The eye of the needle in the mountains

Focus on the Brenner Pass and its transport capacities

The Brenner route faces a mountain of problems. These require clever solutions so as not to bring residents to the barricades and harm trade. We take a look at some of the current discussion points.

In the course of the Winter Olympics in Beijing this February, whose gigantism and impact on the environment were criticized, the media also once again came up with Munich's bid, which did not come to fruition. In those four districts earmarked for such a mammoth project, including the district of Traunstein, the majority of the participating people had decided against this project in citizens' referendums. Often heard argument of the opponents: Too harsh interference with nature or also with the already existing infrastructure.

Another Upper Bavarian district, not far from Traunstein, came under the spotlight at the beginning of this year in a similar context - again involving major construction projects. In Ebersberg, the route planning of Deutsche Bahn (DB) for a feeder road to the Brenner Base Tunnel is the subject of heated debate. For example, there was a boycott of a DB dialog forum at the beginning of February because the affected communities did not feel heard. A total of four route variants did not meet with the acceptance of the affected communities.

In view of overcrowded roads or even fully utilized rail corridors in the Alps between Germany, Austria and Italy, for the relief of which the planned Brenner north access south of Munich described above is to be created, the transport routes are groaning under the pressure of transport volumes. The resulting delays jeopardize the connection of important economic areas - be it for imports or exports. At the same time, justified concerns of local residents must be taken into account when their homes are reshaped by transportation infrastructure projects. For all those involved, this often represents the much-described squaring of the circle, which from every perspective can often only produce a minimum compromise as a result. But it was not only this issue that brought the Brenner Pass into focus as an eminently important transport route in Central Europe in the high mountains, which are very difficult and often also very costly to build on.

Truck toll increase under discussion

The payment for the roads used by the trucks and the regulations in the Austrian state of Tyrol, which are perceived as anti-transit measures, are also in the spotlight and require a careful balancing of interests. Which, to put it so clearly, will not be easy.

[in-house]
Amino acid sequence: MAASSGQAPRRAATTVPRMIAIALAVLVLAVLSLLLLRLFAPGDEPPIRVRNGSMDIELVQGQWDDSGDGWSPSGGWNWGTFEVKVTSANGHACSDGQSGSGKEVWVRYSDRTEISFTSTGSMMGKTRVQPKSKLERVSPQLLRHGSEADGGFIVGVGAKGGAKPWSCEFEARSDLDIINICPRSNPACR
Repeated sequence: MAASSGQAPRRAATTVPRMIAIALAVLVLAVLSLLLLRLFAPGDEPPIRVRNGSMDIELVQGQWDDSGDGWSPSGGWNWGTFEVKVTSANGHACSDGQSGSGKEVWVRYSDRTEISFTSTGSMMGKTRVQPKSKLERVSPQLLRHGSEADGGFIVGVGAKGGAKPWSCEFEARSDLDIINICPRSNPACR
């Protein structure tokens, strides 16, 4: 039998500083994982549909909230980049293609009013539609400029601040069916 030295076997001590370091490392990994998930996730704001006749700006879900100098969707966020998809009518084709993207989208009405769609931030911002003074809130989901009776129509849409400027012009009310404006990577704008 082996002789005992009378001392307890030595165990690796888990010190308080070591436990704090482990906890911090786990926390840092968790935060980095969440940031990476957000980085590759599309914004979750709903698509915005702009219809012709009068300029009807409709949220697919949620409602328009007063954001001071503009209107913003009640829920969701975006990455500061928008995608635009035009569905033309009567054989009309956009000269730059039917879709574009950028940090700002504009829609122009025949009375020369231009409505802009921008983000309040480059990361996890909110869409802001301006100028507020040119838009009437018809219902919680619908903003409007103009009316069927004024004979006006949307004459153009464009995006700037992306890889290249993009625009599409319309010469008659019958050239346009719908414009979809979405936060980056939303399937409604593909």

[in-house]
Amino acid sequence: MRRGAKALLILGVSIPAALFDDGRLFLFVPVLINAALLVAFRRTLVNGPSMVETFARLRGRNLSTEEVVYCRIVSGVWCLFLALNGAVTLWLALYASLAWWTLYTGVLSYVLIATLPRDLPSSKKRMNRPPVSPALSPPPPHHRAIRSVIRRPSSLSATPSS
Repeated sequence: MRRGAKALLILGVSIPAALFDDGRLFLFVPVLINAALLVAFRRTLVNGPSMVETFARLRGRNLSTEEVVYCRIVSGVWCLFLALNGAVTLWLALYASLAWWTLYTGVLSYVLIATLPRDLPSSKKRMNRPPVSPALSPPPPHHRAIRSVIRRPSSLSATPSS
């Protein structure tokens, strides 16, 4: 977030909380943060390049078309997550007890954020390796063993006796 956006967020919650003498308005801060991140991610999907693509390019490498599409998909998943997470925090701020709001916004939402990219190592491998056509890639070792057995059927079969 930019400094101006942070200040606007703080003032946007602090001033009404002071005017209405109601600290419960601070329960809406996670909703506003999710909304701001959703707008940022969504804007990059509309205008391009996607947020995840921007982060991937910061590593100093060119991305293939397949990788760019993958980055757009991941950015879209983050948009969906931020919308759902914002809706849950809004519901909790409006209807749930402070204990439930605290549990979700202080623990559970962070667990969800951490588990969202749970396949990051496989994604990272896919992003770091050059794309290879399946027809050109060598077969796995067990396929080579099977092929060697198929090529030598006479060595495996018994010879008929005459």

A toll increase of 50 percent brought into play by the Free State of Bavaria, which is intended to bring trucks from Western Europe and Germany in particular over the Swiss Gotthard Pass rather than the Brenner Pass, will lead to costly customs procedures due to the non-EU membership. Thus, intra-EU transport via the Brenner Pass is likely to continue to be the more enticing alternative. In addition, as one medium summarizes it, "the toll rates (...) cannot be set freely, but are subject to the specifications of the EU infrastructure costs directive." Furthermore, local residents, for example in the Inntal region, who are definitely dependent on these routes for the import and export of goods, would be disadvantaged.

Block clearance and driving bans

In order to cope with the massive transport volume, Tyrol is working with ordinances that are intended to make the traffic flows more coordinable from the point of view of the transit country - and indirectly probably also to make alternative routes appear more attractive. These include the repeatedly mentioned block clearance in the border town of Kufstein, the general ban on nighttime truck driving on the Inn Valley and Brenner routes, and the sectoral driving ban for certain goods.

These measures are in turn classified by the neighbors as contrary to EU law and it is requested that they be discontinued. As the next stage, since member states of the Union are involved, infringement proceedings could be initiated.

Digitization as a way out or a political dead end?

In Italy, on the other hand, there has been a push by the governor of South Tyrol to present the concept of a "digitized Brenner highway" to his national government in Rome. With a bonus-malus system that favors lower-polluting trucks in particular - also thanks to digital load management. In view of the rather negative assessments of the Italian transport companies, which fear for their competitiveness, the first reactions from Italy's capital to this plan were also classified as rather restrained.

It will remain exciting to see what will happen on one of the most important north-south axes in the heart of Europe. Both in terms of the very high freight volume in everyday life, but also in terms of infrastructure projects, including the Brenner Base Tunnel, which is planned for 2032, and the political component of cross-border goods traffic.

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